Posted by: mdmusingsie | August 13, 2011

Castles, Weddings, and Picts

No, I haven’t run out of castles, yet. There are still plenty to see and I’ve only been in a certain cross-section of Scotland. My first “real” stop was at the House of Dun, which is between Montrose and Brechin. It wasn’t a planned stop, but as I mentioned, you never know what you’re going to find along the way.

It’s a Palladian style house built in the mid 1700’s on extensive grounds with lots of walking paths. The price was a bit daor (£9), especially when they ding you £2 for parking as well (it wasn’t part of my Historic Scotland Explorer Pass as it’s run by the National Trust of Scotland), but it includes a guided tour by very knowledgeable staff. Unfortunately, you can’t take photographs, which is somewhat understandable as they have a great deal of artwork that could be easily damaged by the flash. Oddly, you aren’t allowed to bring in handbags or other baggage (backpacks and such), but must lock them in tiny lockers until the end of the tour. I guess they don’t want you sneaking out your camera when the guide isn’t looking. The house is beautifully decorated with plenty of antiques; nearly 80% of the furnishings are originally from the Erskine family who built the house.

In the courtyard there is a weaving shop with several large old fashioned working looms. The weavrs refurbished part of the courtyard cottages in exchange for a 99 yr lease. They have beautiful array of products for purchase.

The next stop was Edzell Castle just outside of Belchin. I was amazed at the number of vehicles at the site until I realized there was going to be a wedding. The attendant informed me of the wedding and although the castle would be available for viewing, the walled, manicured garden would be closing in 10 minutes for the wedding. I decided to stay and made a quick tour of the garden before exploring the castle, much of which is in ruin. Not wanting to intrude on someone’s wedding (I wouldn’t want a bunch of nosy tourists imposing on mine, either) I sat on the stairs and read the guidebook while the ceremony took place. A piper was stationed in the tower house providing accompaniment for the ceremony.

As with all these ancient monuments, there is work that needs to be done replacing some of the lime mortar to patch the leaks that threaten to further ruin the structure. Edzell Castle is somewhat unique in that it is made of red sandstone. This particular castle has become quite the aviary, with dozens of birds coming in and out of just about every window and door.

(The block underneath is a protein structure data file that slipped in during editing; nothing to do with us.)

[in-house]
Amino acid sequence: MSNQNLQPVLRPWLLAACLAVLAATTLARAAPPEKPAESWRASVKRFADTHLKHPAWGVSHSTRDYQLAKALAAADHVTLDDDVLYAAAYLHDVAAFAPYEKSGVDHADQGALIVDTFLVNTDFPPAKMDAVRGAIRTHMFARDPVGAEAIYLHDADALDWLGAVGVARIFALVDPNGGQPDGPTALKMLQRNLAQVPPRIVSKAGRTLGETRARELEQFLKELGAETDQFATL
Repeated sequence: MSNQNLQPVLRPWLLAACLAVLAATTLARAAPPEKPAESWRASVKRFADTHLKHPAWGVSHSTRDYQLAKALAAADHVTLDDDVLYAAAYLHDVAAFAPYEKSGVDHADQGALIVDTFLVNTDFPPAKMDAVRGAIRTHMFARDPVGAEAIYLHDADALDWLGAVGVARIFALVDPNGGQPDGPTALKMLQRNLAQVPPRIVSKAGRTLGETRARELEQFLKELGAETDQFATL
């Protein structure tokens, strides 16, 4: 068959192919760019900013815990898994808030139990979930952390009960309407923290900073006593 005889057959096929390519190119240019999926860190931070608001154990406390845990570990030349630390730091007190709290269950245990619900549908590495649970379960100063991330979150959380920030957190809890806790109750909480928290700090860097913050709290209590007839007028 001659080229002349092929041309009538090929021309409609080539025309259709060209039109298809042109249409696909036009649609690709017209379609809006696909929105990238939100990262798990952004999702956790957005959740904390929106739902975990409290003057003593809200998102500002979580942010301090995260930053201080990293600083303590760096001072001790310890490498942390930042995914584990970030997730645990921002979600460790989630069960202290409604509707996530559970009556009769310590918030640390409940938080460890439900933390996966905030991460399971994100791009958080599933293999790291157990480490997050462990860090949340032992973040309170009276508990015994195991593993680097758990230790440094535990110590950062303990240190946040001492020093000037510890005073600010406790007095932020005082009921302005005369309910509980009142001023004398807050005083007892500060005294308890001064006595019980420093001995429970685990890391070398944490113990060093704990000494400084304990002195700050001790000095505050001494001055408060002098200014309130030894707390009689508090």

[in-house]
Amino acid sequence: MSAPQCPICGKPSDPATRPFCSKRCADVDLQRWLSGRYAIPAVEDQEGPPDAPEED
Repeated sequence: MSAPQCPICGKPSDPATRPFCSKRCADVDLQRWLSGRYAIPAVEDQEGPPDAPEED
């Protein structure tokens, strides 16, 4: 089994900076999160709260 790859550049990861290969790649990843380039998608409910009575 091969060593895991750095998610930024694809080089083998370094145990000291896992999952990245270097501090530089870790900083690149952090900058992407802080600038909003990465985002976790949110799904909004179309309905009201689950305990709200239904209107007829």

Of course the most striking feature is the walled garden, and it’s no wonder someone would want to get married there. Not only are there beautifully manicured beds and hedges, but the inner walls of the garden have been adorned by series of sculptured panels depicting the seven planetary deities, seven liberal arts, and the seven cardinal virtues. A checkerboard pattern of recesses running between each wall sculpture provide a multitude of flower boxes, currently filled with blue and white lobelias, which represent the colours of the Lindays’ coat of arms.

Last stop was at a museum of Pictish stones in Meigle. I had intended on visiting another museum of Pictish Stones earlier in the day (hence the reference to the first “real” stop), but it was closed. When I mentioned it to the woman at Meigle, she said due to cutbacks in funding, the hours at that site had been reduced.

The stones in the small museum are pretty spectacular examples of Pictish carvings, which contain a mixture of early Christian as well as ancient religious and mythical symbols. Many contain water nymphs, mermaids, and other water creatures. There are plenty of serpents and other beasts and some odd round hand mirror shaped objects. Once scene depicts what looks like a woman being torn apart by beasts. This is thought to represent Vanora (also known as Guennivere, King Arthur’s wife), who in this legend, was kidnapped and raped by Pictish King Mordred, then sentenced to death by her husband for this enforced infidelity. Of course it raises my hackles to have the woman being blamed for being kidnapped and raped. It’s a new twist on the Arthurian saga, of which I’ve read quite a bit. Let’s hope this is just some invention of one of the misogynist priests of the Middle Ages. Others claim it’s a Biblical representation of Daniel in the lion’s den. I won’t tell you what my thoughts are, though I suspect you can deduce them.

With the exception of one Viking stone, they date from the 8th and 9th centuries. They were recovered and saved by the local laird Sir George Kinlock near the end of the 19th century. There are other such carvings scattered around the area and in other parts of Scotland as well.

There was a wedding party at the hotel when I returned, so today was a good day for men in kilts (all of whom, sadly, appeared to be taken).

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